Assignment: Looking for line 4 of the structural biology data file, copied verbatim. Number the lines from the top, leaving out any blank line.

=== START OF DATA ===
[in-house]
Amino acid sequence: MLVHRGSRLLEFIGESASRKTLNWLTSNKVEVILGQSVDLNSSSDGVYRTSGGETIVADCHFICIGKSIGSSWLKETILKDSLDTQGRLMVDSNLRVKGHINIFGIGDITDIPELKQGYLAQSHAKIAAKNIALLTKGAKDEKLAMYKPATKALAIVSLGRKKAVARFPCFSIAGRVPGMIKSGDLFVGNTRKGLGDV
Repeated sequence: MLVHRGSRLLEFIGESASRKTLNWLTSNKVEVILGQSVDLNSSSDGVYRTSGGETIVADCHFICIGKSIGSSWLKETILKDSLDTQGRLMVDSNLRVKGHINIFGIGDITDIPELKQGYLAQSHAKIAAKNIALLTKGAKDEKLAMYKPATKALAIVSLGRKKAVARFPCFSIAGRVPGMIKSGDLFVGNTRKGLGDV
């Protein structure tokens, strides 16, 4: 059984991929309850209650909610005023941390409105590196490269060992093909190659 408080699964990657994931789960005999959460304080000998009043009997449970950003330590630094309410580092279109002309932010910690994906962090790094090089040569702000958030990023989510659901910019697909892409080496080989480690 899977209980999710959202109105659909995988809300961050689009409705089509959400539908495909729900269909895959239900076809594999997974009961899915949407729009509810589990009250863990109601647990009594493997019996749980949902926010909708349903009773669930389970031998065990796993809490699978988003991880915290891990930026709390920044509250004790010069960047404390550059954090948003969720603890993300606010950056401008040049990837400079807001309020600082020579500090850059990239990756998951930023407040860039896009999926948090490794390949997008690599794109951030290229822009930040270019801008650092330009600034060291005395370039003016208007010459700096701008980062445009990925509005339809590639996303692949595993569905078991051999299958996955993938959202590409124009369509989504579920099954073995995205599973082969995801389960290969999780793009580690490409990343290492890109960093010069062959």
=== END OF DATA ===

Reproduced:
């Protein structure tokens, strides 16, 4: 059984991929309850209650909610005023941390409105590196490269060992093909190659 408080699964990657994931789960005999959460304080000998009043009997449970950003330590630094309410580092279109002309932010910690994906962090790094090089040569702000958030990023989510659901910019697909892409080496080989480690 899977209980999710959202109105659909995988809300961050689009409705089509959400539908495909729900269909895959239900076809594999997974009961899915949407729009509810589990009250863990109601647990009594493997019996749980949902926010909708349903009773669930389970031998065990796993809490699978988003991880915290891990930026709390920044509250004790010069960047404390550059954090948003969720603890993300606010950056401008040049990837400079807001309020600082020579500090850059990239990756998951930023407040860039896009999926948090490794390949997008690599794109951030290229822009930040270019801008650092330009600034060291005395370039003016208007010459700096701008980062445009990925509005339809590639996303692949595993569905078991051999299958996955993938959202590409124009369509989504579920099954073995995205599973082969995801389960290969999780793009580690490409990343290492890109960093010069062959």